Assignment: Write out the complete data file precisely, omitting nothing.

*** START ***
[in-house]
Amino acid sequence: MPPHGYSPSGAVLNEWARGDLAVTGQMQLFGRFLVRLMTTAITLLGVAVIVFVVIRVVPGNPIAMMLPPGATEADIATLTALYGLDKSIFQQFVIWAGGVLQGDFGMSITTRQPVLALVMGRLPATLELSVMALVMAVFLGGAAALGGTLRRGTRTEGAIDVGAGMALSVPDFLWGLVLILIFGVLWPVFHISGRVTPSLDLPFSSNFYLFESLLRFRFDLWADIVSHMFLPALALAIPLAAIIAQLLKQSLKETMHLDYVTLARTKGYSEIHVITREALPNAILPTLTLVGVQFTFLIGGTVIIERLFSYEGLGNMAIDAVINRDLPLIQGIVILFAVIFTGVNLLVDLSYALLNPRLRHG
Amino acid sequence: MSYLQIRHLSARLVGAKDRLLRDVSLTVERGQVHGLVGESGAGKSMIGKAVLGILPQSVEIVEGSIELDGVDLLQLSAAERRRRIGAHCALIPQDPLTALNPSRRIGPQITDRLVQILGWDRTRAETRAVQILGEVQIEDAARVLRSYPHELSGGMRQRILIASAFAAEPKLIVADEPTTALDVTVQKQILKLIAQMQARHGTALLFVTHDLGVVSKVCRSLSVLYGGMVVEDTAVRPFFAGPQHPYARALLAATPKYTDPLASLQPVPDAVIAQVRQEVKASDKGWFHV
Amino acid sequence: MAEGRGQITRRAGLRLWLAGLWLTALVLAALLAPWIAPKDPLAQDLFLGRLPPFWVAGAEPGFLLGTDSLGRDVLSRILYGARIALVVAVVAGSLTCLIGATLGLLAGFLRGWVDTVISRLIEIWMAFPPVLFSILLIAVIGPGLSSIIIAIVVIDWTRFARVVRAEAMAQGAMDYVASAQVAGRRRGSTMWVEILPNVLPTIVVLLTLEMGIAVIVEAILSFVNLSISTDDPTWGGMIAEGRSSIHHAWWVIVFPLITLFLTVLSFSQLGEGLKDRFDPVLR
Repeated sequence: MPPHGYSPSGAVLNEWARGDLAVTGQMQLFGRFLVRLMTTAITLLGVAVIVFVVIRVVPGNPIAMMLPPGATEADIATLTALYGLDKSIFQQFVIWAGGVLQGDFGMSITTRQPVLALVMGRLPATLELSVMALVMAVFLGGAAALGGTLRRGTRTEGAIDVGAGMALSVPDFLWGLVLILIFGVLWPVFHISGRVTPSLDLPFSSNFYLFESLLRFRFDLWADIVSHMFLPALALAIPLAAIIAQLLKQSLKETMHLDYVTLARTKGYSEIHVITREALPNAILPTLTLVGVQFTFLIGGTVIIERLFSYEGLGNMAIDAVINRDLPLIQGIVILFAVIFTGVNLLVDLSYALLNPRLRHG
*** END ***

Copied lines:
[in-house]
Amino acid sequence: MPPHGYSPSGAVLNEWARGDLAVTGQMQLFGRFLVRLMTTAITLLGVAVIVFVVIRVVPGNPIAMMLPPGATEADIATLTALYGLDKSIFQQFVIWAGGVLQGDFGMSITTRQPVLALVMGRLPATLELSVMALVMAVFLGGAAALGGTLRRGTRTEGAIDVGAGMALSVPDFLWGLVLILIFGVLWPVFHISGRVTPSLDLPFSSNFYLFESLLRFRFDLWADIVSHMFLPALALAIPLAAIIAQLLKQSLKETMHLDYVTLARTKGYSEIHVITREALPNAILPTLTLVGVQFTFLIGGTVIIERLFSYEGLGNMAIDAVINRDLPLIQGIVILFAVIFTGVNLLVDLSYALLNPRLRHG
Amino acid sequence: MSYLQIRHLSARLVGAKDRLLRDVSLTVERGQVHGLVGESGAGKSMIGKAVLGILPQSVEIVEGSIELDGVDLLQLSAAERRRRIGAHCALIPQDPLTALNPSRRIGPQITDRLVQILGWDRTRAETRAVQILGEVQIEDAARVLRSYPHELSGGMRQRILIASAFAAEPKLIVADEPTTALDVTVQKQILKLIAQMQARHGTALLFVTHDLGVVSKVCRSLSVLYGGMVVEDTAVRPFFAGPQHPYARALLAATPKYTDPLASLQPVPDAVIAQVRQEVKASDKGWFHV
Amino acid sequence: MAEGRGQITRRAGLRLWLAGLWLTALVLAALLAPWIAPKDPLAQDLFLGRLPPFWVAGAEPGFLLGTDSLGRDVLSRILYGARIALVVAVVAGSLTCLIGATLGLLAGFLRGWVDTVISRLIEIWMAFPPVLFSILLIAVIGPGLSSIIIAIVVIDWTRFARVVRAEAMAQGAMDYVASAQVAGRRRGSTMWVEILPNVLPTIVVLLTLEMGIAVIVEAILSFVNLSISTDDPTWGGMIAEGRSSIHHAWWVIVFPLITLFLTVLSFSQLGEGLKDRFDPVLR
Repeated sequence: MPPHGYSPSGAVLNEWARGDLAVTGQMQLFGRFLVRLMTTAITLLGVAVIVFVVIRVVPGNPIAMMLPPGATEADIATLTALYGLDKSIFQQFVIWAGGVLQGDFGMSITTRQPVLALVMGRLPATLELSVMALVMAVFLGGAAALGGTLRRGTRTEGAIDVGAGMALSVPDFLWGLVLILIFGVLWPVFHISGRVTPSLDLPFSSNFYLFESLLRFRFDLWADIVSHMFLPALALAIPLAAIIAQLLKQSLKETMHLDYVTLARTKGYSEIHVITREALPNAILPTLTLVGVQFTFLIGGTVIIERLFSYEGLGNMAIDAVINRDLPLIQGIVILFAVIFTGVNLLVDLSYALLNPRLRHG